Using the Linux host command to extract DNS details


the host The command on Linux systems can look up a variety of information available through the Domain Name System (DNS). It can find a hostname if given an IP address or an IP address if given a hostname along with many other interesting details about Internet systems and domains.

The first request below tells us that the system associated with the address 192.168.0.18 is called “dragonfly”. The second tells us that 192.168.0.1 is the default router.

$ host 192.168.0.18
18.0.168.192.in-addr.arpa domain name pointer dragonfly.
$ host 192.168.0.1
1.0.168.192.in-addr.arpa domain name pointer router.

To do the opposite, you can use commands like these:

$ host dragonfly
dragonfly has address 192.168.0.18
$ host router
router has address 192.168.0.1

These commands were run on my home network, and they only show a small portion of the information that the host command can recover.

Viewing Host Command Options

Whenever you type “host” with no additional arguments, you will see the command options available with a brief explanation of each.

Usage: host [-aCdilrTvVw] [-c class] [-N ndots] [-t type] [-W time]
            [-R number] [-m flag] [-p port] hostname [server]
       -a is equivalent to -v -t ANY
       -A is like -a but omits RRSIG, NSEC, NSEC3
       -c specifies query class for non-IN data
       -C compares SOA records on authoritative nameservers
       -d is equivalent to -v
       -l lists all hosts in a domain, using AXFR
       -m set memory debugging flag (trace|record|usage)
       -N changes the number of dots allowed before root lookup is done
       -p specifies the port on the server to query
       -r disables recursive processing
       -R specifies number of retries for UDP packets
       -s a SERVFAIL response should stop query
       -t specifies the query type
       -T enables TCP/IP mode
       -U enables UDP mode
       -v enables verbose output
       -V print version number and exit
       -w specifies to wait forever for a reply
       -W specifies how long to wait for a reply
       -4 use IPv4 query transport only
       -6 use IPv6 query transport only

For almost all options, you need to provide some additional information: a hostname, IP address, domain name, or maybe some additional data to describe what you’re looking for. The only option that will NOT simply supply the above list when no arguments are supplied is the -V option that reports version information for the command itself.

$ host -V
host 9.16.24-RH

Now let’s look at some of the other useful information the command can provide.

IP addresses

Some important details for a specific domain can be retrieved using only the domain name:

$ host networkworld.com
networkworld.com has address 151.101.2.165
networkworld.com has address 151.101.66.165
networkworld.com has address 151.101.194.165
networkworld.com has address 151.101.130.165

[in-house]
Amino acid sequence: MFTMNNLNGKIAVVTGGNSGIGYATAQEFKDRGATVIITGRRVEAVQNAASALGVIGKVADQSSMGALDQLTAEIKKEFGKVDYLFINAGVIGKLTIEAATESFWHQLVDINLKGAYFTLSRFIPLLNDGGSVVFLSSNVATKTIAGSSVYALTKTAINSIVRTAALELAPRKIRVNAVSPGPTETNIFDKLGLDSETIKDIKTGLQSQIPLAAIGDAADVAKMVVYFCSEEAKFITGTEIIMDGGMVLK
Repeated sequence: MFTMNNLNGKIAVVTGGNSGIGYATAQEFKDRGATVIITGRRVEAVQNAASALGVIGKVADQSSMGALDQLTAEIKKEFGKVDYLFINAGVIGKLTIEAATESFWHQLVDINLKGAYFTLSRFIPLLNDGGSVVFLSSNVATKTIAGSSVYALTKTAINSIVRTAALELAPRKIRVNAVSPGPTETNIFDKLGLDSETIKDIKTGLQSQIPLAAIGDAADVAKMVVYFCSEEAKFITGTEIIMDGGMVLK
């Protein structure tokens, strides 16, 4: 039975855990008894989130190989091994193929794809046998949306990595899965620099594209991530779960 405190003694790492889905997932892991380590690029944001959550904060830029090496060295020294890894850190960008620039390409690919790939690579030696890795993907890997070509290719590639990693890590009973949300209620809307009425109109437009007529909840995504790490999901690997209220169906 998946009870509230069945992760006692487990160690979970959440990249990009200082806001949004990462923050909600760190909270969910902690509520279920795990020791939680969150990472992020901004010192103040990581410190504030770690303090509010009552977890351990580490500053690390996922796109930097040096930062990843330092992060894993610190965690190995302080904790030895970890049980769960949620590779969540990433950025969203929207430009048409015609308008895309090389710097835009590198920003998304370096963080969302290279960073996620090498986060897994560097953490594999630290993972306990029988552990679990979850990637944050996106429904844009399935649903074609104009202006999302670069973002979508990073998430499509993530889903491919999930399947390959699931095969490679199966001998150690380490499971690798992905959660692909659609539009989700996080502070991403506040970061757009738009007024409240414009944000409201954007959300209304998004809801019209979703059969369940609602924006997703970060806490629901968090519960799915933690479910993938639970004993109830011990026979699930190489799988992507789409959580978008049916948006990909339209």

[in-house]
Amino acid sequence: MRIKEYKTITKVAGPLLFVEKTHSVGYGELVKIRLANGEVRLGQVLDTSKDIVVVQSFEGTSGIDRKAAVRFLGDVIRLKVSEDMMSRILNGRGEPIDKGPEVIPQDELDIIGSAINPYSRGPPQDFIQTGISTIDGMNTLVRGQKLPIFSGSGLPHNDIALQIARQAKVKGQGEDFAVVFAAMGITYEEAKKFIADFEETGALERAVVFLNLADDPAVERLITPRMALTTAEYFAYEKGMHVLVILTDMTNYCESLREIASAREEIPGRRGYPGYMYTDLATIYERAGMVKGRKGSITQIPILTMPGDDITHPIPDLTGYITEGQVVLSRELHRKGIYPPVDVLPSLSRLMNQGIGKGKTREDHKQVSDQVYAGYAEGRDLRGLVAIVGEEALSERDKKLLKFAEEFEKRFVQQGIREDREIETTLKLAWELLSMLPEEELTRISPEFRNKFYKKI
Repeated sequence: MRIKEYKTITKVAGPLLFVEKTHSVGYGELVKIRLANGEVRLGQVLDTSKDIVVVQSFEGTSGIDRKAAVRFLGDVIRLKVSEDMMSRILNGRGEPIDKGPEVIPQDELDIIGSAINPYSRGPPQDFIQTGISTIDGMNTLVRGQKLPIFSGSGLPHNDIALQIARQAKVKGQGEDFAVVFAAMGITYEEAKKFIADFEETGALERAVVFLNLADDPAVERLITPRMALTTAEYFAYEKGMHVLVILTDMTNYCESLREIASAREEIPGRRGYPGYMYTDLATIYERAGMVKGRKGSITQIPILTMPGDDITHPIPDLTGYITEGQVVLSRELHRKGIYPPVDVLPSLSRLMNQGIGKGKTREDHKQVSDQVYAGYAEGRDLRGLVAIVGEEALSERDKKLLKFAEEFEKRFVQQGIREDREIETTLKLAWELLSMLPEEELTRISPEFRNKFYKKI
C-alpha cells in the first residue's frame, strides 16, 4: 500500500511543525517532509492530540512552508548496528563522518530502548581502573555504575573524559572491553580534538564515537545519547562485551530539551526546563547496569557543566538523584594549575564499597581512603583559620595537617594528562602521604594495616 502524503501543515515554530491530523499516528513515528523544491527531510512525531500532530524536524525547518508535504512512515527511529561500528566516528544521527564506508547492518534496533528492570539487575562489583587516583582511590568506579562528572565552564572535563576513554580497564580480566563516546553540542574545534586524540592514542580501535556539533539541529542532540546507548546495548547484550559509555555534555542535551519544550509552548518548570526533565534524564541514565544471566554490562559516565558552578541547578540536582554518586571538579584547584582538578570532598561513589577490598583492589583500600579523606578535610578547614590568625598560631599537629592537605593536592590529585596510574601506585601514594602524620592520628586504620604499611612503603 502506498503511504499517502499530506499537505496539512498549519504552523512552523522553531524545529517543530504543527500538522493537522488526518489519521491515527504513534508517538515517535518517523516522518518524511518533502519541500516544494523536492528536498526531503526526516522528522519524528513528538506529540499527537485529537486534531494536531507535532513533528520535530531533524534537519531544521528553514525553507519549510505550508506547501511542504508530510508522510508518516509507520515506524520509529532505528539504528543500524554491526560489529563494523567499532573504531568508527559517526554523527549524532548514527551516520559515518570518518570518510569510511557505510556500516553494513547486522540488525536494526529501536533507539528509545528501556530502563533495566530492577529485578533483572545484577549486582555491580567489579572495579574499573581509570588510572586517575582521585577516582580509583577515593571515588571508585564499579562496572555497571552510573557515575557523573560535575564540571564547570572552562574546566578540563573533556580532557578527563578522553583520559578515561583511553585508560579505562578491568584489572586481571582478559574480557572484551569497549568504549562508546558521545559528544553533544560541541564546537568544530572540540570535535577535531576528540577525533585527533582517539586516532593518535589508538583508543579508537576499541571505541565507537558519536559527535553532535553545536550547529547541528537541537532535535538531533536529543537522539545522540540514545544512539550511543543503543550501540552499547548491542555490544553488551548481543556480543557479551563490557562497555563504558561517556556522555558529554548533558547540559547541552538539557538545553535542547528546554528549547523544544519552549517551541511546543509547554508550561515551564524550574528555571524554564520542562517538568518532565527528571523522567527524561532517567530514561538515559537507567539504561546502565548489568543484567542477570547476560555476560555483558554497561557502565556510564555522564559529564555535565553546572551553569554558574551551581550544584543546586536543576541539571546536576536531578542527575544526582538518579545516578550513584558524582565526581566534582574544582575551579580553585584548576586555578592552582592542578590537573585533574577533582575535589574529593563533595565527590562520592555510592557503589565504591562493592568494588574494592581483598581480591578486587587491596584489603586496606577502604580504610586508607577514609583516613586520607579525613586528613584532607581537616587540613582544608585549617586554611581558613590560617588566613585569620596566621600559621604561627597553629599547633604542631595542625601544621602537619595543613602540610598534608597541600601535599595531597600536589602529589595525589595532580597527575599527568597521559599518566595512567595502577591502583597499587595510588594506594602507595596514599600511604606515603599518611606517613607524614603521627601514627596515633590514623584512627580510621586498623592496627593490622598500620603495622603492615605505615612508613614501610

networkworld.com mail is handled by 0 networkworld-com.mail.protection.outlook.com.

We can see that this domain uses multiple servers, as is often the case with many commercial sites.

Detailed report

If you add the -v (verbose), you’ll see a lot of extra detail. For networkworld.com, we would see 33 lines of output if the head command did not limit it to the first ten lines.

$ host -v comtech.com | wc -l
33
$ host -v networkworld.com | head -10
Trying “networkworld.com”
;; ->>HEADER<<- opcode: QUERY, status: NOERROR, id: 2094
;; flags: qr rd ra; QUERY: 1, ANSWER: 4, AUTHORITY: 0, ADDITIONAL: 0

;; QUESTION SECTION:
;networkworld.com.              IN      A

;; ANSWER SECTION:
networkworld.com.       300     IN      A       151.101.66.165
networkworld.com.       300     IN      A       151.101.2.165

However, you can still pass the host command output to grep to narrow it down to what you want to see.

Mail exchange (MX)

To focus on the mail exchange (MX) records, you can use a command like this:

$ host -v comtech.com | grep MX
;comtech.com.                   IN      MX
comtech.com.            2189    IN      MX      0 comtech-com.mail.protection.outlook.com.

Alternatively, you can recover MX records using the host ordered -t (type) MX option:

$ host -t mx comtech.com
comtech.com mail is handled by 0 comtech-com.mail.protection.outlook.com.

SOA Records

To focus on SOA (start of authority), you can use a command like this:

$ host -v comtech.com | grep SOA
comtech.com.            342     IN      SOA     ns47.domaincontrol.com. dns.jomax.net. 2021092901 28800 7200 604800 600

Alternatively, you can also use a command like this with the -t (type) SOA option:

$ host -t SOA networkworld.com
networkworld.com has SOA record ns2.pcworld.com. webops.idgesg.net. 2022021100 1800 900 1209600 86400

CNAME

To have CNAME (canonical name), you can use a command like this which tells you that mail.google.com is an alias for Google’s mail server:

$ host -t cname mail.google.com
mail.google.com is an alias for googlemail.l.google.com.

Server name

In the command below, we are simply looking for nameservers using the ns tap with the host order:

$ host -t ns networkworld.com
networkworld.com name server ns-a.pnap.net.
networkworld.com name server ns-c.pnap.net.
networkworld.com name server ns3.pcworld.com.
networkworld.com name server ns-d.pnap.net.
networkworld.com name server ns-b.pnap.net.
networkworld.com name server ns2.pcworld.com.

Wrap

the host The command has so many options that it may take some getting used to and deciding which are the most useful. They can be very handy depending on what you are looking for in the vast DNS knowledge bank.

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